The other storyline that I love in Shuga is around a character called Leo and his growth throughout the series. Leo has been in it [MTV Shuga] since series 1 and his growth as a character in the way he changed gave real agency to both, I think, the actor Nick Mutuma and his character. He starts off in series 1 as such a good guy whom everyone loves because he is so perfect. The girl he really fancies tells him she’s HIV positive and he kisses her and it’s all so wonderful and lovely. Then in series 2, he was in a love triangle and it starts to get a little bit nasty. He’s in it in series 3 but not so much, and in series 4, he crosses the line with his girlfriend and attacks her because he doesn’t realise she’s saying no. So, it’s a storyline around consent. In series 5 in South Africa, he comes to realise (because he was in total denial) and understand what consent is, without turning all the way into ‘Mr Perfect’ again. So, I love the way Nick and Leo have grown through the series.

Is there any issue that you would hope to see covered in future seasons?

I am really interested in how we’re going to tackle FGM in Egypt. I don’t know how we’re going to tackle it yet. I know that 93% of women in Egypt are mutilated although, thankfully, that demographic as you go lower in an age group becomes around 70%. So, it’s getting better but still, it’s horrendous numbers although it is illegal in Egypt. I am really interested to see how we tackle that and the impact that we could possibly have.

The other thing I am really interested in seeing, which I hope will happen (we don’t know yet because we haven’t got funding), is for us to go back to South Africa to develop Reggie’s storyline further. Reggie was all about his coming out but in the next series, if we do it, he will have a boyfriend and I think that’s really exciting.

How is the impact assessment for the show carried out?

We use a little bit of everything. So, the easy part that we can do is we can look at distribution. We have 180 broadcasters who have aired MTV Shuga around the world in 720 million homes. We can also look at numbers on YouTube and social media.

In terms of scientific impact assessment, that’s done independently. The World Bank did one on MTV Shuga season 3 and it was a randomised control study in Nigeria where they studied the biomarkers for Chlamydia between those who watched or didn’t watch the show. There were 58% less Chlamydia infections among the girls that watched MTV Shuga compared to those who didn’t and double the number went to get tested for HIV versus those who hadn’t seen it. So, we’ve had really great, strong impact.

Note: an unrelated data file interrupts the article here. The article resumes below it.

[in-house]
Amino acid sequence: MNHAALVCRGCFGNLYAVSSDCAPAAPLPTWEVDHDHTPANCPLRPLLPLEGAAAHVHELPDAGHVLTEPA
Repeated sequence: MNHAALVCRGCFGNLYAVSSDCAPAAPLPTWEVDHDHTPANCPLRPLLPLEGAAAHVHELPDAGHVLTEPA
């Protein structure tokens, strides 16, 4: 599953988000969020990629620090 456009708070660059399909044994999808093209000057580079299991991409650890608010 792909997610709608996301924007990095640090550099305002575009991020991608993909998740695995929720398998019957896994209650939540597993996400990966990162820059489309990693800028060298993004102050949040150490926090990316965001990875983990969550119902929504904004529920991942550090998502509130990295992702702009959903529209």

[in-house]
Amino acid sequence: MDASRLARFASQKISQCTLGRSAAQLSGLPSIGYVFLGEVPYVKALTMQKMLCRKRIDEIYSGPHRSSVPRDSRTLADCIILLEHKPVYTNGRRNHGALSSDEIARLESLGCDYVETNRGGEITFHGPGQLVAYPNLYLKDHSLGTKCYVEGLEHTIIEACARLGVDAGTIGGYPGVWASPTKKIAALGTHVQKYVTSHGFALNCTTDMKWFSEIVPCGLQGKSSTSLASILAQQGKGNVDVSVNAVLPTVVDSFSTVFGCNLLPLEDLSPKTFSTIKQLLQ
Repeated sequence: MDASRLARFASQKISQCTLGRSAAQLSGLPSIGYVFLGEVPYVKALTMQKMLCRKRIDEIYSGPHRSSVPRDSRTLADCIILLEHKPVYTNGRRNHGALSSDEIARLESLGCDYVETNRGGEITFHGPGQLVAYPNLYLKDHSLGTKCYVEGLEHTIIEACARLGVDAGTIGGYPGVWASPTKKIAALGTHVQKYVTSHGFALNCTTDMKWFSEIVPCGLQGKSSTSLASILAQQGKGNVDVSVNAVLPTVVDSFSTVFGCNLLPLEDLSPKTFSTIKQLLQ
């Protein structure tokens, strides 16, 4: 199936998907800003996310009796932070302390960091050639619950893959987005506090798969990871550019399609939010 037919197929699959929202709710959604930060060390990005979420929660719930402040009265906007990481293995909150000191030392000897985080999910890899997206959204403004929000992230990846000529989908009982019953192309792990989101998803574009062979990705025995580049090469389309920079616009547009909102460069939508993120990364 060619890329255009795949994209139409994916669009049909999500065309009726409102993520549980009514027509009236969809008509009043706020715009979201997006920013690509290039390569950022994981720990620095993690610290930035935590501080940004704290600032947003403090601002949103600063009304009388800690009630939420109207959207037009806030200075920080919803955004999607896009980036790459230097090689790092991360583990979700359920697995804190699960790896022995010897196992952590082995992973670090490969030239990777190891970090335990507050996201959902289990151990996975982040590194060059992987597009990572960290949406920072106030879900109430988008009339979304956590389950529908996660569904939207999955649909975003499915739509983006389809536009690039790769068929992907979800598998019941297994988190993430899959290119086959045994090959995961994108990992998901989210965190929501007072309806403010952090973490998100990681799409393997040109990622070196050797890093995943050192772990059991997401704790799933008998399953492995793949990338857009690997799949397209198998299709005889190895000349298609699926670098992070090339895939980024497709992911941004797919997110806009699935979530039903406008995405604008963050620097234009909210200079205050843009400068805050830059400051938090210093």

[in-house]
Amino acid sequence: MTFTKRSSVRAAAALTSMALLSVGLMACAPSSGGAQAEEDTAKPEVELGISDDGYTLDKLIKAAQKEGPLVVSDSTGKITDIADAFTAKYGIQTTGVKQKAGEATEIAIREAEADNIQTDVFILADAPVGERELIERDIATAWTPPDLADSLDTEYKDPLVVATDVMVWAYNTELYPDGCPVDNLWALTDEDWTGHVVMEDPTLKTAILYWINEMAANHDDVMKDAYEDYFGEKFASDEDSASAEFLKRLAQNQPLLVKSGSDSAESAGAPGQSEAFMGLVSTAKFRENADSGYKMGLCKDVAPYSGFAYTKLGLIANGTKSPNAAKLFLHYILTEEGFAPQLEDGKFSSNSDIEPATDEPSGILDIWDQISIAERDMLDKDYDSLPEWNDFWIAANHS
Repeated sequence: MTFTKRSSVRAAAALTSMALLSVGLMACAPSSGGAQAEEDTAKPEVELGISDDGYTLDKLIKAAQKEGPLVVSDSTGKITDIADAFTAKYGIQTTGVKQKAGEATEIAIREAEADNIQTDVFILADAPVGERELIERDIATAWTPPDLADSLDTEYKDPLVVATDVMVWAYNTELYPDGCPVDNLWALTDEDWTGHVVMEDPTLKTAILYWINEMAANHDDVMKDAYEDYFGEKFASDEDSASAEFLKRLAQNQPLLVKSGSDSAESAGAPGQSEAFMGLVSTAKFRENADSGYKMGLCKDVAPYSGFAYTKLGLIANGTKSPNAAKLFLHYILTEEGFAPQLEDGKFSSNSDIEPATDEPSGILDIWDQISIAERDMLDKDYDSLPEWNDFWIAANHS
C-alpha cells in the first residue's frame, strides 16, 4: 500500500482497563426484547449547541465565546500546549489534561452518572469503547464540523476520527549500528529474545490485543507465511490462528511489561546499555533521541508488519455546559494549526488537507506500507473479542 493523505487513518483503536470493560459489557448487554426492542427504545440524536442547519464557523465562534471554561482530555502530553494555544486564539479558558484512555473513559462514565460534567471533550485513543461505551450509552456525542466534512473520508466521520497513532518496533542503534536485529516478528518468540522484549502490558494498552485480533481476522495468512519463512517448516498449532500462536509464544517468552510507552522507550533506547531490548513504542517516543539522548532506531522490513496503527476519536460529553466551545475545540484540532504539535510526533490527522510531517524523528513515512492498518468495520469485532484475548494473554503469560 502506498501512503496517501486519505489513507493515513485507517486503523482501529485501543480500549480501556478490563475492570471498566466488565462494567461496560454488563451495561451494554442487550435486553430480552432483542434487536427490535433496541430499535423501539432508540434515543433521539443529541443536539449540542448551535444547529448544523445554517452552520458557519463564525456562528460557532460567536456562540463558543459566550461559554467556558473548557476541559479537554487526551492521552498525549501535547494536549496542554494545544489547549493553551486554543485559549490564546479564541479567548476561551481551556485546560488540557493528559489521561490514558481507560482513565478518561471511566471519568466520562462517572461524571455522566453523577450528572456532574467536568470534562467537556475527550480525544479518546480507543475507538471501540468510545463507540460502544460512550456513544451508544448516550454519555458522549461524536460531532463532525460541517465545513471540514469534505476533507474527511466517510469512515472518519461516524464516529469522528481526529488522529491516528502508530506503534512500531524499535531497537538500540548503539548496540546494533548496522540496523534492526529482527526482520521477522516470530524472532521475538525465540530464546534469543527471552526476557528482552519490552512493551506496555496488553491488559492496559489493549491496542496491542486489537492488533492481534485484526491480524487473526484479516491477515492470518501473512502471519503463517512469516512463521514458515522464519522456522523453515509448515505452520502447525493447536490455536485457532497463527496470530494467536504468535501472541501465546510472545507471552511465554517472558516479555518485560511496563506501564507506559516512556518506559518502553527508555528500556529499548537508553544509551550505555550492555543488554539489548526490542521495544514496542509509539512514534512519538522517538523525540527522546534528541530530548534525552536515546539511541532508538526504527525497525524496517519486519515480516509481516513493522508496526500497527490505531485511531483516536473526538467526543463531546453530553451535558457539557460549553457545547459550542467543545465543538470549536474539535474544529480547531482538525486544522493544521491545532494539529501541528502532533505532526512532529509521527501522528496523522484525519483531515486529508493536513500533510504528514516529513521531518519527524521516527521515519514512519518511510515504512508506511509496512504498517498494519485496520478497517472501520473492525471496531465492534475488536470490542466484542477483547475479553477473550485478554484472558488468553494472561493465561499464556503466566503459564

Yes absolutely! I think that the data demonstrating the success of edutainment has been really compelling and it is the main reason why I’m really interested in it. Coming from Singapore, I’ve brought this concept to my bosses in the public service domain. They were very impressed, but questioned whether these results, tried and tested mostly in developing countries, could actually be extrapolated to the developed world and if so, how. Could you weigh in on that?

Oof! Another good question. Can it work here? Yes, but actually it might be a little harder. The MTV brand is very strong everywhere around the world but I think in Sub-Saharan Africa, for example, it has a real cool factor at the moment and I think that’s great for us to latch on to. In the UK and the US, there is so much competition for content and I think there is less competition from really high-quality content that is made locally in some of these developing countries. So, in the UK, I can watch the 5 terrestrial channels and I can watch Netflix and Amazon. However, in developing countries, I may not have access to all of that. For example, Nollywood and Bollywood, have a very different quality because they are knocking it out like that (snaps fingers). Their production schedules are crazy! They are like producing 30 episodes in 3 weeks and we’re like no, we can’t work like that. We have quality timelines in order to produce really strong storylines. So, ‘I don’t know’ is the answer to that question. In America, they are really harassing me for it which is amazing, but then funding tends to be focusing on developing countries and I have to get everything funded.

I have one last question for you: I’m sure that I’m not the only one at LSHTM who’s interested in edutainment. As public health practitioners, how can we be a part of similar shows. Do you think there is possibility for some sort of collaboration between LSHTM and MTV Shuga?

Well, interesting! Last year, I came to the school to deliver a talk similar to what I’ll be doing now. At the back of that, there was an MSc student who contacted us and said, “I’m really interested in getting involved. Can I write my masters thesis on the way that you do your formative research and your focus groups?” She has just finished that and it’s fascinating what she’s written! I’ve sent it out to all of my team for them to read because actually what Venetia has done is really crystallise my thinking. So, I sort of knew how we worked, but she really helped to formalise a structure around it and I love it! We can now take this and give this to production companies so they can really understand the work that we’re doing. She thought of the idea herself, which is brilliant.

We are currently working with LSHTM on a big funding proposal. Hopefully that will come off and that will mean that we are partnering with you guys [LSHTM] and so I should think there’s lots of opportunities for people to get involved in that side of the project.

Thank you very much for your time, Georgia. It was certainly enlightening and what you do is so important. We look forward to what MTV Shuga has in store for all of us in its upcoming seasons.

[1] 90-90-90 is an ambitious treatment target set up by UNAIDS to help end the AIDS epidemic. By 2020, 90% of all people living with HIV will know their HIV status. By 2020, 90% of all people with diagnosed HIV infection will receive sustained antiretroviral therapy. By 2020, 90% of all people receiving antiretroviral therapy will have viral suppression.

Image Copyright: MTV Staying Alive Foundation